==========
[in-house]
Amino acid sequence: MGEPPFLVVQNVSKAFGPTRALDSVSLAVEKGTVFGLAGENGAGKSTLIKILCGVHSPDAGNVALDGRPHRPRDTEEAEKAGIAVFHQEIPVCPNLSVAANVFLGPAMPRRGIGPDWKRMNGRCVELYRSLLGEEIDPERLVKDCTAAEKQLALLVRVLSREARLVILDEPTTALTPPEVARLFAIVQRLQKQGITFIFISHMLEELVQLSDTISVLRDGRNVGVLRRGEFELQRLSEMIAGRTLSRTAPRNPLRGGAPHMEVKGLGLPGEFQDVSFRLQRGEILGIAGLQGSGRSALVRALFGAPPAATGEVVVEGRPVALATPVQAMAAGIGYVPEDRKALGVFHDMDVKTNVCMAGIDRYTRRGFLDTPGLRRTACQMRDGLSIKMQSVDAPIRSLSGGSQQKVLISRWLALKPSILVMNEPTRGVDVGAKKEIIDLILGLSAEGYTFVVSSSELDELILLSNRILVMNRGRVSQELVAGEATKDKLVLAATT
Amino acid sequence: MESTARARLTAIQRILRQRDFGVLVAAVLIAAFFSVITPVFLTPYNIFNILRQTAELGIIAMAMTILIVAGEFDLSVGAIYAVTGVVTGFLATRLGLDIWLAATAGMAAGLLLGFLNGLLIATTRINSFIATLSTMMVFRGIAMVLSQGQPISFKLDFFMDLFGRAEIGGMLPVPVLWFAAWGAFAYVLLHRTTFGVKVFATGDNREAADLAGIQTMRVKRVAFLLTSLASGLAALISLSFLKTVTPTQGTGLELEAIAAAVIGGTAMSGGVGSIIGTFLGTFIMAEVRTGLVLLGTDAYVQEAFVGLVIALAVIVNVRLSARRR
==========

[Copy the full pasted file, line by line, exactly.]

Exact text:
[in-house]
Amino acid sequence: MGEPPFLVVQNVSKAFGPTRALDSVSLAVEKGTVFGLAGENGAGKSTLIKILCGVHSPDAGNVALDGRPHRPRDTEEAEKAGIAVFHQEIPVCPNLSVAANVFLGPAMPRRGIGPDWKRMNGRCVELYRSLLGEEIDPERLVKDCTAAEKQLALLVRVLSREARLVILDEPTTALTPPEVARLFAIVQRLQKQGITFIFISHMLEELVQLSDTISVLRDGRNVGVLRRGEFELQRLSEMIAGRTLSRTAPRNPLRGGAPHMEVKGLGLPGEFQDVSFRLQRGEILGIAGLQGSGRSALVRALFGAPPAATGEVVVEGRPVALATPVQAMAAGIGYVPEDRKALGVFHDMDVKTNVCMAGIDRYTRRGFLDTPGLRRTACQMRDGLSIKMQSVDAPIRSLSGGSQQKVLISRWLALKPSILVMNEPTRGVDVGAKKEIIDLILGLSAEGYTFVVSSSELDELILLSNRILVMNRGRVSQELVAGEATKDKLVLAATT
Amino acid sequence: MESTARARLTAIQRILRQRDFGVLVAAVLIAAFFSVITPVFLTPYNIFNILRQTAELGIIAMAMTILIVAGEFDLSVGAIYAVTGVVTGFLATRLGLDIWLAATAGMAAGLLLGFLNGLLIATTRINSFIATLSTMMVFRGIAMVLSQGQPISFKLDFFMDLFGRAEIGGMLPVPVLWFAAWGAFAYVLLHRTTFGVKVFATGDNREAADLAGIQTMRVKRVAFLLTSLASGLAALISLSFLKTVTPTQGTGLELEAIAAAVIGGTAMSGGVGSIIGTFLGTFIMAEVRTGLVLLGTDAYVQEAFVGLVIALAVIVNVRLSARRR